In 2017, the Nigerian government adopted a World Bank supported power sector development framework called the ‘Power Sector Recovery and Implementation Plan’ (PSRIP), which includes strategies for attracting solar investments and expanding on grid solar power capacity in Nigeria. But in essence, the current state of the market highlights a conspicuous disconnect between the all-important “core project execution” and the trio of; (a) good intent from the government; (b) excellent development framework/plan and (c) the world class PPAs/terms.
Martin says “Even though the pace of activity within the on-grid solar space in Nigeria since the 2016 PPAs has been slow, there is capacity and capability on the part of the regulators. In spite of the excellent structure on paper - which is bankable - there are still a few questions to be answered within the sector.”
The delays - and almost failure in some cases - of the 14 PPA can be traced back to a variety of challenges, from technical concerns to country-specific fiscal challenges that limit the ability of a certain class of developers to successfully close financing deals. Constraints also include investors’ questions relating to the governance of the Nigerian Electricity Supply Industry (NESI). With respect to governance and administration within NESI, Martin says that “there is still a lot to be done in terms of the structure and functioning of the Nigerian Bulk Electricity Trader (NBET) and the distribution companies.”
Rightly, the state of infrastructure and the financial status of most of the Distribution Companies (Discos) is a major clog in the wheel of the Nigerian electricity value chain. Which introduces a number of risks, including the so called “liquidity challenges” that ultimately affect generation companies in the upstream sector. Discos’ inability to meet their financial obligations exacerbated by poor metering systems and power theft constraints NBET in a number of ways.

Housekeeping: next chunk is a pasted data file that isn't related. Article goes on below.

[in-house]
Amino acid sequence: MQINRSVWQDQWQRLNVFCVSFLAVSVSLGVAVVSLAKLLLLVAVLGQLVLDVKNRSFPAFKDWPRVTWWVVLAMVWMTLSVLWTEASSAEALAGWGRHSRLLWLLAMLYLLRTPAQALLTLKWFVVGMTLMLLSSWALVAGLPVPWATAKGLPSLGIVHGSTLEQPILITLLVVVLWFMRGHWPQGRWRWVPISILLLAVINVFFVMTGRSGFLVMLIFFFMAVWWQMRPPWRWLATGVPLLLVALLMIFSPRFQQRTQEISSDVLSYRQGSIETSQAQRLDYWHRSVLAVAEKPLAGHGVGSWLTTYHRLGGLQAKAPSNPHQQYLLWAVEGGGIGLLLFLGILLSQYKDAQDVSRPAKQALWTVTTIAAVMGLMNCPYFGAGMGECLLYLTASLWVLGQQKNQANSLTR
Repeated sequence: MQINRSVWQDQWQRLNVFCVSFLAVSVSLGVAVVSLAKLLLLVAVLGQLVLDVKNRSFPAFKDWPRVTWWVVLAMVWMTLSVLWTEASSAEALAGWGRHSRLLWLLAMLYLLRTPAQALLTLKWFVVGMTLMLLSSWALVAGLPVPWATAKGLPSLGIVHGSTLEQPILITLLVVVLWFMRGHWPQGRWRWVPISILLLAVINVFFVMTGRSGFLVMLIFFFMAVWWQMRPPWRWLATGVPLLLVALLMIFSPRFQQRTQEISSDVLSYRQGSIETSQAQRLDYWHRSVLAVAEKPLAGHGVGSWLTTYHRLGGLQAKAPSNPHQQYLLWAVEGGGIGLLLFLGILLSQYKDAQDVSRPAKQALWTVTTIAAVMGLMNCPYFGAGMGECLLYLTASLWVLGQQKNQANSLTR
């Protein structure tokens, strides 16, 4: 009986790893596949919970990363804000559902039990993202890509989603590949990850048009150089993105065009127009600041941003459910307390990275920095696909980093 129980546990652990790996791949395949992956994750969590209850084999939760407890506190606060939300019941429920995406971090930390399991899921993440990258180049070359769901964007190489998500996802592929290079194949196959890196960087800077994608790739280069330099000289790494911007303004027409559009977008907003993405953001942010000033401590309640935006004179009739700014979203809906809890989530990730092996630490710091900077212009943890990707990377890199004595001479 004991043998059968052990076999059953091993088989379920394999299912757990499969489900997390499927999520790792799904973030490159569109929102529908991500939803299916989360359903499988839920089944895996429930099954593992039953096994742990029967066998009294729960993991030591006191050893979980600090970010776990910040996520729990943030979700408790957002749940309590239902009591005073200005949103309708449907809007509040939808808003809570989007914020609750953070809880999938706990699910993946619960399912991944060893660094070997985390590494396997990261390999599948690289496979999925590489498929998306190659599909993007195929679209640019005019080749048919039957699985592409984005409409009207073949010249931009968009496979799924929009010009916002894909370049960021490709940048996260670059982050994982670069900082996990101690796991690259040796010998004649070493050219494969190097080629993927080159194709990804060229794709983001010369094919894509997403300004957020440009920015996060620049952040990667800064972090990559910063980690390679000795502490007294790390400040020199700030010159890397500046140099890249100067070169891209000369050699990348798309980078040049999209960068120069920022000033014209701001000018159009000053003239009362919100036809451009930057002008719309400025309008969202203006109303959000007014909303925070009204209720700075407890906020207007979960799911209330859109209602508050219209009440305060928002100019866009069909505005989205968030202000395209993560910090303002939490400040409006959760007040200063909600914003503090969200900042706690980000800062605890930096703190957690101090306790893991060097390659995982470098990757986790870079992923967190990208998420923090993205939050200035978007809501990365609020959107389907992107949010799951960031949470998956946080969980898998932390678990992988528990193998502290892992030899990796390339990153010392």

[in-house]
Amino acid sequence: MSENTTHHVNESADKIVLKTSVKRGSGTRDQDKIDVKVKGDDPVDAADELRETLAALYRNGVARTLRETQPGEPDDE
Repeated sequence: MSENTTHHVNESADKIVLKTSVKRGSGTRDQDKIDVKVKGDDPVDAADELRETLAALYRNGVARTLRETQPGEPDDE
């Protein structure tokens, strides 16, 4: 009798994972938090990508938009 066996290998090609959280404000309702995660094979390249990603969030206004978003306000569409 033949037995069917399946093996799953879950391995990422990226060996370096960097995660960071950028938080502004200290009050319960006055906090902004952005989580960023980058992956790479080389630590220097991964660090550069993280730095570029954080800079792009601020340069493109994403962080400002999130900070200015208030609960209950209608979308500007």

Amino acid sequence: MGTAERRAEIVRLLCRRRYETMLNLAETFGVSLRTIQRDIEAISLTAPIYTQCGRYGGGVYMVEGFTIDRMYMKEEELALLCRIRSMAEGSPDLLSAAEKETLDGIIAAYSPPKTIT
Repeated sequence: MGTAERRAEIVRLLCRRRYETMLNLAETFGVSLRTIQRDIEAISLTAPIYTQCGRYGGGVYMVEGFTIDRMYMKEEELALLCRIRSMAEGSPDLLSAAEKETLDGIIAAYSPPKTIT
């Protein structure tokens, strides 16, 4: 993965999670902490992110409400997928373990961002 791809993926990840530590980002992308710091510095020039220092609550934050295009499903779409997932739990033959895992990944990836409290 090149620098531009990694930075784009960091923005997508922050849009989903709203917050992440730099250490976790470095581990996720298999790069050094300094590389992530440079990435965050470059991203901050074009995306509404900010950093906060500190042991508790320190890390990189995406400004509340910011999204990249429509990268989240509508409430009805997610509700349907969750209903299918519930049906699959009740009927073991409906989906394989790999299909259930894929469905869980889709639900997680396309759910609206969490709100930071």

"In January 2018, Nigeria announced a World Bank-financed 20 year transmission infrastructure development plan which will hopefully remove some of the barriers in that part of the value chain."
Also, the poor state of the transmission infrastructure for example has been a source of concern for many developers. This has led to situation where a good portion of the generated power is simply not being transmitted and utilized –eventually - due to poor wheeling capacity. While these are legitimate present day concerns, they are poised to get better in the short to medium term, should the Nigerian government and power sector leaders match recent words/plans with action. In January 2018, Nigeria announced a World Bank-financed 20 year transmission infrastructure development plan which will hopefully remove some of the barriers in that part of the value chain. The plan hopes to enhance the transmission infrastructure’s wheeling capacity from its present capacity of 7,125MW to 10,000MW by the year 2020 and on to 28,000MW by 2035.
Nigeria apparently needs to do more work to remain an attractive destination for solar investment. The country’s ability or inability to provide the needed support for the successful completion of the 14 proposed on-grid solar projects will be a crucial test for its future solar development plans and ambitions. If efforts, policies and contracts do not ultimately transform into tangible and well executed projects, investor interest and enthusiasm could wane, the country’s immense solar potential will be greatly underutilized and geometrically growing need for energy access would only get worse in the coming years.